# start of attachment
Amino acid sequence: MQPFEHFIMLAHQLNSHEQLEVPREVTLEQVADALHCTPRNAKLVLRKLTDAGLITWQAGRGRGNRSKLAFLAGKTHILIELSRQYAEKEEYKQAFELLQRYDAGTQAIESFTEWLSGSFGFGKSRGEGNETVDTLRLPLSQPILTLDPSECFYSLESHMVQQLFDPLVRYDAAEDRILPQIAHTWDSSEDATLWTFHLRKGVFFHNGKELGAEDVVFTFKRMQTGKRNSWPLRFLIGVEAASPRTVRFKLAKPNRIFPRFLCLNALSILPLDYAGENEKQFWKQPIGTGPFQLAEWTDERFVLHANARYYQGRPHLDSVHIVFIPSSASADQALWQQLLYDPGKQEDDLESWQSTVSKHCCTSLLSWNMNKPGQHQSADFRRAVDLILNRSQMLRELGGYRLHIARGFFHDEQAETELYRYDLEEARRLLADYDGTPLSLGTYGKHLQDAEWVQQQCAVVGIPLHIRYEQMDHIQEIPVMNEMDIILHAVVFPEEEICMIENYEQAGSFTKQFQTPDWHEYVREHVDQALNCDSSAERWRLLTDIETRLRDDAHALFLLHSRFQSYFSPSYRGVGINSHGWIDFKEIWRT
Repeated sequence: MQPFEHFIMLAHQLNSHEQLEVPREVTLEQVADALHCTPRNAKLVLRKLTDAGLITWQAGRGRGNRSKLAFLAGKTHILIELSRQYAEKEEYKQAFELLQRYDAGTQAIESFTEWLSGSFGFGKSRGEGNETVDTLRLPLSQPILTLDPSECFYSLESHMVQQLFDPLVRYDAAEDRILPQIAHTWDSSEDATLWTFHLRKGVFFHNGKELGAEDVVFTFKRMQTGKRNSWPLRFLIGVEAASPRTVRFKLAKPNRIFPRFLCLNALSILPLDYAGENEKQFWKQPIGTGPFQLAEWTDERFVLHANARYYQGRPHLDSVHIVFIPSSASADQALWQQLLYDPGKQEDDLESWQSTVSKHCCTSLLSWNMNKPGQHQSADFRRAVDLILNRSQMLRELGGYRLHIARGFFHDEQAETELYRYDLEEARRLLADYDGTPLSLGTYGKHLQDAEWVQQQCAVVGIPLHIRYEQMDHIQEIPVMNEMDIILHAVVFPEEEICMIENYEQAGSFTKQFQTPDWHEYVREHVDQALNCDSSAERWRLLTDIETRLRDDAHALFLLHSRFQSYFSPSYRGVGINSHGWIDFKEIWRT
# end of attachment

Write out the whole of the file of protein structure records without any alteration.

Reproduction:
Amino acid sequence: MQPFEHFIMLAHQLNSHEQLEVPREVTLEQVADALHCTPRNAKLVLRKLTDAGLITWQAGRGRGNRSKLAFLAGKTHILIELSRQYAEKEEYKQAFELLQRYDAGTQAIESFTEWLSGSFGFGKSRGEGNETVDTLRLPLSQPILTLDPSECFYSLESHMVQQLFDPLVRYDAAEDRILPQIAHTWDSSEDATLWTFHLRKGVFFHNGKELGAEDVVFTFKRMQTGKRNSWPLRFLIGVEAASPRTVRFKLAKPNRIFPRFLCLNALSILPLDYAGENEKQFWKQPIGTGPFQLAEWTDERFVLHANARYYQGRPHLDSVHIVFIPSSASADQALWQQLLYDPGKQEDDLESWQSTVSKHCCTSLLSWNMNKPGQHQSADFRRAVDLILNRSQMLRELGGYRLHIARGFFHDEQAETELYRYDLEEARRLLADYDGTPLSLGTYGKHLQDAEWVQQQCAVVGIPLHIRYEQMDHIQEIPVMNEMDIILHAVVFPEEEICMIENYEQAGSFTKQFQTPDWHEYVREHVDQALNCDSSAERWRLLTDIETRLRDDAHALFLLHSRFQSYFSPSYRGVGINSHGWIDFKEIWRT
Repeated sequence: MQPFEHFIMLAHQLNSHEQLEVPREVTLEQVADALHCTPRNAKLVLRKLTDAGLITWQAGRGRGNRSKLAFLAGKTHILIELSRQYAEKEEYKQAFELLQRYDAGTQAIESFTEWLSGSFGFGKSRGEGNETVDTLRLPLSQPILTLDPSECFYSLESHMVQQLFDPLVRYDAAEDRILPQIAHTWDSSEDATLWTFHLRKGVFFHNGKELGAEDVVFTFKRMQTGKRNSWPLRFLIGVEAASPRTVRFKLAKPNRIFPRFLCLNALSILPLDYAGENEKQFWKQPIGTGPFQLAEWTDERFVLHANARYYQGRPHLDSVHIVFIPSSASADQALWQQLLYDPGKQEDDLESWQSTVSKHCCTSLLSWNMNKPGQHQSADFRRAVDLILNRSQMLRELGGYRLHIARGFFHDEQAETELYRYDLEEARRLLADYDGTPLSLGTYGKHLQDAEWVQQQCAVVGIPLHIRYEQMDHIQEIPVMNEMDIILHAVVFPEEEICMIENYEQAGSFTKQFQTPDWHEYVREHVDQALNCDSSAERWRLLTDIETRLRDDAHALFLLHSRFQSYFSPSYRGVGINSHGWIDFKEIWRT